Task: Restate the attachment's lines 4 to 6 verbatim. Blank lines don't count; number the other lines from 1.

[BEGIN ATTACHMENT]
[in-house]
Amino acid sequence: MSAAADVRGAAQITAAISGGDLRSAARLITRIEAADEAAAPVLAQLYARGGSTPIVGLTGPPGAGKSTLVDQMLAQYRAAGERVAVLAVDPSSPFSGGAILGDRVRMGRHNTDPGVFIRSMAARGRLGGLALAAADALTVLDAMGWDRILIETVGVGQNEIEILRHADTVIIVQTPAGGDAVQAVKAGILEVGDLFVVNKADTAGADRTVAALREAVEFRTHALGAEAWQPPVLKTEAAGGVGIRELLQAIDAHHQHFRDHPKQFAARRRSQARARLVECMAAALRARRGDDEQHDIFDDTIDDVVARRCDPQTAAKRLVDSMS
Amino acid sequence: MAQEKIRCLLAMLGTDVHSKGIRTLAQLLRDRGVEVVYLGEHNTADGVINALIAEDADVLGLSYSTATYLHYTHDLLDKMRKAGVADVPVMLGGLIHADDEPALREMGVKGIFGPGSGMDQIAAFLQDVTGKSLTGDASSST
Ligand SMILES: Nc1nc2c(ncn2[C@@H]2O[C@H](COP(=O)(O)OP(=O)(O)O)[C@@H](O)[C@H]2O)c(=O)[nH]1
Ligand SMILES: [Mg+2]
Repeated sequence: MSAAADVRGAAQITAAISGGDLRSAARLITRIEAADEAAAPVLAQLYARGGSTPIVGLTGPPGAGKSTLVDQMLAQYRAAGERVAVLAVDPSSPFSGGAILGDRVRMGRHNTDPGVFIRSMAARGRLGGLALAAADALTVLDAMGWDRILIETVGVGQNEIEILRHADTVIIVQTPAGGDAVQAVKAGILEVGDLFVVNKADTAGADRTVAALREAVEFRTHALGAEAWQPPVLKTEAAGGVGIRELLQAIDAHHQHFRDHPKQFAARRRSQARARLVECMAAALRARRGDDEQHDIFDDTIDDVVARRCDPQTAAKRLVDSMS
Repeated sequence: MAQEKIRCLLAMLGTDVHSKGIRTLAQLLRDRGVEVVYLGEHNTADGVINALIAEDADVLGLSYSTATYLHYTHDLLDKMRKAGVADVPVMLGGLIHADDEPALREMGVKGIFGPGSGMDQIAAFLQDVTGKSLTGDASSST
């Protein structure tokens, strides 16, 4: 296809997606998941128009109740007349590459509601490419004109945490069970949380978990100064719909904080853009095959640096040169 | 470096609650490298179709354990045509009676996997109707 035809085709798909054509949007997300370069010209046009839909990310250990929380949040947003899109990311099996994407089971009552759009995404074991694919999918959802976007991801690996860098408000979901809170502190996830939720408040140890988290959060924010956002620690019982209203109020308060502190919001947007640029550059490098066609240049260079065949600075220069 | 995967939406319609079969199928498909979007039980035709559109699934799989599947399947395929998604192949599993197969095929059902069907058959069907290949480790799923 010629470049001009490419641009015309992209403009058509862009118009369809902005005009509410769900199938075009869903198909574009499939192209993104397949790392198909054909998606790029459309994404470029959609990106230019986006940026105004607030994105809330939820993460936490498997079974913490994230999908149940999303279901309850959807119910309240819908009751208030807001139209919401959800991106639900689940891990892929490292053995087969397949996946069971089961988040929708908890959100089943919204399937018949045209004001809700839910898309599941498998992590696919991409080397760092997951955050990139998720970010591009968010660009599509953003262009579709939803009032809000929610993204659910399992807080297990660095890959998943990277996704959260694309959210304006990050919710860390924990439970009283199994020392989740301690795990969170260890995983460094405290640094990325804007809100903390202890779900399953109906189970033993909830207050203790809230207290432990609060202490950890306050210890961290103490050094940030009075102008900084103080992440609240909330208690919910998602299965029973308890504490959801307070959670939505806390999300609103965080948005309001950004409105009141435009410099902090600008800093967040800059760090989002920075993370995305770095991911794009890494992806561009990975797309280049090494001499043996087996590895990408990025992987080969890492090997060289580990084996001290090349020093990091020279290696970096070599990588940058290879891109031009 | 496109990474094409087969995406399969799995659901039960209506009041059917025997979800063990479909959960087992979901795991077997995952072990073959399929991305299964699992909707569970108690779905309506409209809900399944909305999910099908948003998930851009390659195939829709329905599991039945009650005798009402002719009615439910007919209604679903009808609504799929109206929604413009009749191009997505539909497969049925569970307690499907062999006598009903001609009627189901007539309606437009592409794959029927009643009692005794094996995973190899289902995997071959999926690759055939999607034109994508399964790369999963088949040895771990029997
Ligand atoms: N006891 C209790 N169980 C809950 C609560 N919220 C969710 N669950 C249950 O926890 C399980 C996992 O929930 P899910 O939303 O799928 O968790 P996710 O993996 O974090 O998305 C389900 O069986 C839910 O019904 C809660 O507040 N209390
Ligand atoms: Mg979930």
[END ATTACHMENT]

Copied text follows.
Ligand SMILES: Nc1nc2c(ncn2[C@@H]2O[C@H](COP(=O)(O)OP(=O)(O)O)[C@@H](O)[C@H]2O)c(=O)[nH]1
Ligand SMILES: [Mg+2]
Repeated sequence: MSAAADVRGAAQITAAISGGDLRSAARLITRIEAADEAAAPVLAQLYARGGSTPIVGLTGPPGAGKSTLVDQMLAQYRAAGERVAVLAVDPSSPFSGGAILGDRVRMGRHNTDPGVFIRSMAARGRLGGLALAAADALTVLDAMGWDRILIETVGVGQNEIEILRHADTVIIVQTPAGGDAVQAVKAGILEVGDLFVVNKADTAGADRTVAALREAVEFRTHALGAEAWQPPVLKTEAAGGVGIRELLQAIDAHHQHFRDHPKQFAARRRSQARARLVECMAAALRARRGDDEQHDIFDDTIDDVVARRCDPQTAAKRLVDSMS